Skip to content
Observatory International Logo
+44 (0)20 3143 0189

Five rules for pitching in a talent crisis

Advertisers can make the pitch process a positive one, if they adhere to five key principles.

In a business environment that is in seemingly constant flux and with CMOs having to react constantly to shifting ground underneath their feet, deciding to run a pitch to shake up the organization’s agency roster can seem like one too many challenges at the wrong time.

Whilst there should always be an intent to ‘fix rather than pitch’ if there are problems in the relationship, there are some instances (such as new capabilities or the need for specialist talents, for example) where it will be the only way forward.

Unlike in previous years, however, agency reaction to an invitation to pitch may not be as welcoming as it once was. A combination of agency staff burnout, lockdown fatigue and previous bad pitch process experiences have made agencies far more selective and cautious about diving head-first into what on paper might seem like a pitch process to be involved in. On both sides of the fence there are added challenges to running and getting the best out a pitch process.

And with the publication of the ISBA/IPA Pitch Positive Pledge in the UK, it’s vital that advertisers take heed of the key principles outlined if they want to be able to select the best possible partner from the agency community.

The following builds on some simple principles to assist brands in approaching their pitch process:


A pitch process should not be an opportunity to window shop the agency market. Offering the chance to pitch for a project that may or may not happen in the future is a waste of everybody’s time – and unfortunately happens more often than you would think.

A brand needs to be clear about what they want to buy and what they want to pay for. Things don’t come for free not matter how intangible they are, so respect the fact that what you are buying is talent, inspiration, teamwork, ideas, expertise, insight and intellectual property.

Having this clear in your mind before you start the process will also help shape which agencies you approach.


Be specific in the business challenge you are looking to solve and don’t be afraid to overshare on the details if you are able to. Articulating where you are and where you want to get to will be music to any agency strategic planner’s ears. It also provides you with a flagstick to measure them against when they come back to present.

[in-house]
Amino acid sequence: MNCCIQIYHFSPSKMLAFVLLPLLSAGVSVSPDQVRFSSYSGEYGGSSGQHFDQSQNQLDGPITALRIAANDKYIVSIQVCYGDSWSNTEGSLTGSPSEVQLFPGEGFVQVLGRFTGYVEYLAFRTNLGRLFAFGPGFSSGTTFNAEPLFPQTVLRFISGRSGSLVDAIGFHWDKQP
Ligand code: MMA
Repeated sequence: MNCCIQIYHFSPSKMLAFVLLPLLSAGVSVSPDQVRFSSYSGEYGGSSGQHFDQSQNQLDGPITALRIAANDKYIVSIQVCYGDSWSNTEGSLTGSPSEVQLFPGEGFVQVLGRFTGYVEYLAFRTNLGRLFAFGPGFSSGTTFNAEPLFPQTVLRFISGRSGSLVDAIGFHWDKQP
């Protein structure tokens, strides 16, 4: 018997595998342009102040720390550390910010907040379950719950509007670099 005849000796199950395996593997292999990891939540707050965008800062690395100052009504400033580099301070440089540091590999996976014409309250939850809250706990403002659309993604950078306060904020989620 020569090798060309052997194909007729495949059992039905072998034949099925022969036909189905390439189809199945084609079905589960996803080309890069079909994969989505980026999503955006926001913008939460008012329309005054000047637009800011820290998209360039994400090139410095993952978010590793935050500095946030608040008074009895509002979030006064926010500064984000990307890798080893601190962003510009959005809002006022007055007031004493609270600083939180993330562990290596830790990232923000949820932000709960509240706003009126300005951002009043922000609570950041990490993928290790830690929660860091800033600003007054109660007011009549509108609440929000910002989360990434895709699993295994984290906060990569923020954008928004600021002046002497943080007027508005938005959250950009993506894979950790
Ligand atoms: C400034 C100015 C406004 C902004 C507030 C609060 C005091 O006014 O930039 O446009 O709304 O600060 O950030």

Before entering into any process, alert the agencies involved of the pitch timeframe, the various stages and the likely level of engagement you expect of them. Increasingly agencies will steer away from lengthy processes that sap too much of their time with no fixed deadline. It’s important not to rush the process but be fair and reasonable in the amount of time the agency has to develop their proposal and the amount of time you have to evaluate them.


There is an increasing sense of “What goes around comes around”, with reputations and horror pitch stories being actively shared around the industry. Some agencies have been known to refuse to participate in some processes purely because of the client running the process or a brand’s reputation as to how they have run previous pitch processes. It is vital that a client respects the agencies’ time, resource and work even if they do not end up being the eventual winner of the pitch process. The aim should be for losing agencies thanking you for inviting them to such a well-run and rewarding pitch.


No feedback is worse than bad feedback. Ensuring that all agencies are clear as to where they stand and how well they have performed following the final evaluation is vital, delivering this information in a timely fashion is recommended. It is expected that due process and time is required to evaluate and to approve a final winning agency but keep up the communication with all participating agencies as you make this decision.

Running an effective pitch process takes time and resource for both the brand and the agency. Agencies have more experience of these processes and can sniff out an unprepared client with ease at the start of the process. As a brand you have to be prepared to commit your time, energy and organizational skills to get the best out the process and boost your reputation as a brand in the process.


Originally published on CampaignAsia


Close search